The Leftovers is worth watching, even when it’s hard to watch

Posted by Alain Pierre-Lys on September 01, 2014 · 6 mins read

[caption id=”attachment_354” align=”alignnone” width=”400”]Leftovers (Photo provided by HBO)[/caption]

The planet hit 6 billion people in 1999, just a couple months before the new millennium. A dozen years later and there were 7 billion people living on Earth.

There are now over 7.25 billion people living in the world, an increase of a quarter of a billion people in only three years.

Projections have the human population on Earth at 11 billion people by the turn of the century, calling into question what the breaking point will be. When will there really be too many people on Earth for mankind to sustain itself?

The genius of a show like HBO’s The Leftovers is in flipping the script. The world as mankind presently sees it is a place of constant expansion and growth. But what if instead of another 250 million humans being born in the next three years, what if 140 million – two percent of the world’s population – vanished from life?

Two percent, by definition, is a small amount of anything. But if 140 million people went missing it would forever change the makeup of the world – how one thinks of the universe they live in, and how the masses interact with one another.

The Leftovers is based on a novel of the same name and features the town Mapleton, New York three years after the disappearance of the millions of people – referred to as the “Sudden Departure.” While the show receives mixed reviews and has drawn harsh critic for its unsettling violence, I think the show is certainly worth a watch.

The show demands your attention. Think about the world left behind by this disappearance? Religious leaders would plea rapture. Conspiracy enthusiasts would have a field day. On a personal level, with 140 million people gone missing, families have been ripped apart and communities gutted. The emotional state of chaos created in this show is inciting.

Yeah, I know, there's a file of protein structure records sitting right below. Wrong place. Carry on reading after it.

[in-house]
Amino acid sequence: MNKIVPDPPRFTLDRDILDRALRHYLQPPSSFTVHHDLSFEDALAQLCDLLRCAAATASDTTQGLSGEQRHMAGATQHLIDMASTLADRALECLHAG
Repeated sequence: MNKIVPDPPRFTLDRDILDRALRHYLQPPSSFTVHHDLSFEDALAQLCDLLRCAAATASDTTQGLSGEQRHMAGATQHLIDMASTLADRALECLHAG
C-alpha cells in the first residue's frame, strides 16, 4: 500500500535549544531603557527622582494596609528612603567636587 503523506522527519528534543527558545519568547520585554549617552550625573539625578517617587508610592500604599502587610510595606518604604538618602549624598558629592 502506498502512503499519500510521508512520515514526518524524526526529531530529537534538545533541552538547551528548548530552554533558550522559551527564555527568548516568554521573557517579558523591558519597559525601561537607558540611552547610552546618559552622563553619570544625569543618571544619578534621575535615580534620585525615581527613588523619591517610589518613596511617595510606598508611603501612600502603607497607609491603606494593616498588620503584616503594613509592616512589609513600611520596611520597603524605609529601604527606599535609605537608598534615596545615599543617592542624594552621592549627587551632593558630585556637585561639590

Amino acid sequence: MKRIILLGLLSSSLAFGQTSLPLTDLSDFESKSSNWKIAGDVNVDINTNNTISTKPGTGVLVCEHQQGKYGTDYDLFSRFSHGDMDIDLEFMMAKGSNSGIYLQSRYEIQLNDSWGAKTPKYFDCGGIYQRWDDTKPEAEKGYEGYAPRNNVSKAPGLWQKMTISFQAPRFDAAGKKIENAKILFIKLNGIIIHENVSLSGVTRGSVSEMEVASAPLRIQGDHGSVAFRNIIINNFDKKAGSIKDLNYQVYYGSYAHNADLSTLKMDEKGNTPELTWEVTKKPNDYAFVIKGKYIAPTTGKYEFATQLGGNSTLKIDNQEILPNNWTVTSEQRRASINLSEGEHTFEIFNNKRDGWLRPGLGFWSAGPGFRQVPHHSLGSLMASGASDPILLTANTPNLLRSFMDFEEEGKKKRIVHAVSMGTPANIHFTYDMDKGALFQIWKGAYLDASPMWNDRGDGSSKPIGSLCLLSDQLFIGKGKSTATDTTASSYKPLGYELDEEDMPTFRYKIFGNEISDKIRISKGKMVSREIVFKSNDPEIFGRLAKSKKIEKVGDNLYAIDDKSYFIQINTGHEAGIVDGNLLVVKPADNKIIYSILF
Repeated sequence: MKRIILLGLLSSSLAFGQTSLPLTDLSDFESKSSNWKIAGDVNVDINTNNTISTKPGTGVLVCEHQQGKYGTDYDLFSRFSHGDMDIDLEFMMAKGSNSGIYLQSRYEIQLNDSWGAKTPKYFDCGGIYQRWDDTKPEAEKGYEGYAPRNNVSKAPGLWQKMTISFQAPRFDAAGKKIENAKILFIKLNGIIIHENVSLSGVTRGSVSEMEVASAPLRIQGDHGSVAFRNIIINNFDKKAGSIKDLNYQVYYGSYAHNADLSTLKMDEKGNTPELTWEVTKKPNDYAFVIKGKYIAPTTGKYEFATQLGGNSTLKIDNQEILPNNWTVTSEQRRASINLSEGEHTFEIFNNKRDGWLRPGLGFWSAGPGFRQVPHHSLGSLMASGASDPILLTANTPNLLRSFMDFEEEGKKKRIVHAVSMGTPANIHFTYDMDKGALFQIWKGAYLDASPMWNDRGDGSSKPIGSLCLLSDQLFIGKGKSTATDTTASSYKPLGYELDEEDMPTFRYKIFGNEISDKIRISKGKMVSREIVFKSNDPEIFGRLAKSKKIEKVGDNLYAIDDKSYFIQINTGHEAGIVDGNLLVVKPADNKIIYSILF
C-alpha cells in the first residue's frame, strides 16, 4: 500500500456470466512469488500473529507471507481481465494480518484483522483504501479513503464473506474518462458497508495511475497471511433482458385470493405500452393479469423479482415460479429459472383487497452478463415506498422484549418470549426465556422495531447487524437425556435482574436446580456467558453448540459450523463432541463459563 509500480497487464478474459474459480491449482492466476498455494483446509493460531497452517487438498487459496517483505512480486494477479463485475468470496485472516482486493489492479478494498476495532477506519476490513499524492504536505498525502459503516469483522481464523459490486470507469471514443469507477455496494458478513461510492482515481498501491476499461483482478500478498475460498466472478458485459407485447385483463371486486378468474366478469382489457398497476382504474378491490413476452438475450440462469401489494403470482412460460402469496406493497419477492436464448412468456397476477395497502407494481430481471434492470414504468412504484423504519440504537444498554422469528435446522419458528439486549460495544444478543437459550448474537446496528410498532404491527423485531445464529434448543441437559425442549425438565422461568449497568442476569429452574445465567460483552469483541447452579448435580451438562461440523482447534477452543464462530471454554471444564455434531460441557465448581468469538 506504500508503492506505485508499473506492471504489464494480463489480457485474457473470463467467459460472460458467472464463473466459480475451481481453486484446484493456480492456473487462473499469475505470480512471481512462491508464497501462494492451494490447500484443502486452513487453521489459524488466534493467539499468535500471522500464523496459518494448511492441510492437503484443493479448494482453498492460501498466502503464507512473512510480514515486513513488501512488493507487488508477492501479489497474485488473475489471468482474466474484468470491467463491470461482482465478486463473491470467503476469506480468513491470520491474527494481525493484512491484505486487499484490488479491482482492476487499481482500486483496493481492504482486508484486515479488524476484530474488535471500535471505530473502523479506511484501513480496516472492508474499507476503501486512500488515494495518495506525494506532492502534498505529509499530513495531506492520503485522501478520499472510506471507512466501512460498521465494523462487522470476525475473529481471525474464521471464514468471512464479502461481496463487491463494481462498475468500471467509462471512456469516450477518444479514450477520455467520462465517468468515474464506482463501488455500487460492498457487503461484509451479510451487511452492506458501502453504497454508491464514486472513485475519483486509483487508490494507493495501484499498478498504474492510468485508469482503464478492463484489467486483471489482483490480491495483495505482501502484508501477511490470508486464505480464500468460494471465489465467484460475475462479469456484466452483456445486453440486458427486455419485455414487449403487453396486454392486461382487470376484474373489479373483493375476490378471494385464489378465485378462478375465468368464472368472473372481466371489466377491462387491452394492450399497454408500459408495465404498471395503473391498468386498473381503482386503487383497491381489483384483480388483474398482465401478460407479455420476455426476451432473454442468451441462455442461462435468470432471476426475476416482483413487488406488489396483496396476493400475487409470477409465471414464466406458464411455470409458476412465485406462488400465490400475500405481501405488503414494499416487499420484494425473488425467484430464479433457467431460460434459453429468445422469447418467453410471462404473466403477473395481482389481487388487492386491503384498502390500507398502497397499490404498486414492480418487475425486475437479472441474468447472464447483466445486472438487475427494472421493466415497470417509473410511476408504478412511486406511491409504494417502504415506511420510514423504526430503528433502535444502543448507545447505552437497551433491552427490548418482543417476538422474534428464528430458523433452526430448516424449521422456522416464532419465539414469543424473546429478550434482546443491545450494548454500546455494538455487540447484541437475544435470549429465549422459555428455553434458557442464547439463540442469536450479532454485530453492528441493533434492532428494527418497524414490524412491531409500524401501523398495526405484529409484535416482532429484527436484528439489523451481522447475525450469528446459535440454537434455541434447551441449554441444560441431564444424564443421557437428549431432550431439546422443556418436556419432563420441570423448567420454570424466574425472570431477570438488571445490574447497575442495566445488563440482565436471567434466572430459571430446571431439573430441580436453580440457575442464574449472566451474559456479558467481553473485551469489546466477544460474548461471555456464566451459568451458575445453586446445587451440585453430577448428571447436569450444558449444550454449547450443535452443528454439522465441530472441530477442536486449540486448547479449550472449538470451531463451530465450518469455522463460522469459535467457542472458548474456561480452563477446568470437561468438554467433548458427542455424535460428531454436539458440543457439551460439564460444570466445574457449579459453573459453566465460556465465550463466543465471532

The Leftovers turns its scope almost exclusively on Mapleton, which is a keen strategy. The town of Mapleton was like any ordinary town in America before the disappearance. Now the presence of the Guilty Remnant – essentially a cult – is what shapes the town. (We still haven’t been given true insight into their exact motives. We do know they (a) wear all white, (b) chain smoke like it’s their job, and (c) they never speak – literally never, not even for a Klondike bar. The GR serves as a painful reminder to the town of what happened, and is the driving force of the tension in Mapleton.

The core characters of the show are so terribly flawed. Police Chief Garvey (Justin Theroux) may be, as his father puts it, “losing his shit.” Garvey’s children, Tom and Jill, have both responded to the event by resorting to a messianic figure and frequent bursts of rage, respectively. Reverend Matt (Christopher Eccleston) who is given the entire third episode to himself, has lost so much, and is willing to do anything to keep what he has.

What the Sudden Departure places upon these “survivors” is despair, a worry that they will only continue to lose more – people, their way of life – until they too leave the Earth.

Creators Damon Lindelof and Tom Perrotta have responded to HBO’s faith in their program with an amazing production. The Leftovers truly fits in seamlessly with the reputation that HBO shows have and it’s clear their commitment to the production quality is essential to this shows success. The Leftovers doesn’t work if they cannot create the world left behind by the Sudden Departure; while the show can come off as sporadic and dreary, when the show locks into a scene, the result can be beautiful.

Moments such as a touching baptism and the assembly line creation of a baby doll for a nativity scene have provided viewers with the entrancing moments necessary to keep viewers coming back, much like the now infamous tracking shot from True Detective or every single death in Game or Thrones.

The Leftovers isn’t just a drama though. The show has already made a habit of sprinkling in plenty of “What the fuck?” moments. Garvey and his dreams are becoming a weekly dive into the supernatural and have me questioning his mental health. And above all else the character Holy Wayne gives The Leftovers an unsettling overtone and really gives the show the edge that pushes it into a supernatural world.

Much like other well-known HBO programs The Leftovers is attracting attention for a few controversial reasons. Certain episodes such as the 5th episode “Gladys” should be given the highest warning possible when it comes to violence. The show has also come under criticism for its accused religious agenda. In true HBO fashion, it’s clear The Leftovers is interested in pushing the limits of comfort to achieve something bigger than positive reviews. What can be inferred is the fact that this show is making its viewers question a lot of things.

The longer this show goes on though, the more we’re going to want answers. The GR still remains a silent shadow in white over the town of Mapleton and it’s clear they have big plans. As stated above, Holy Wayne is sure to provide some holy shit moments. And, for God’s sake, where did all those people go?

By removing two percent of mankind, The Leftovers forces the survivors to consider what it means to be alive in a dying world. What interesting timing, as Earth adds another 140 million people every two years, ascending toward a world population that is entirely unsustainable.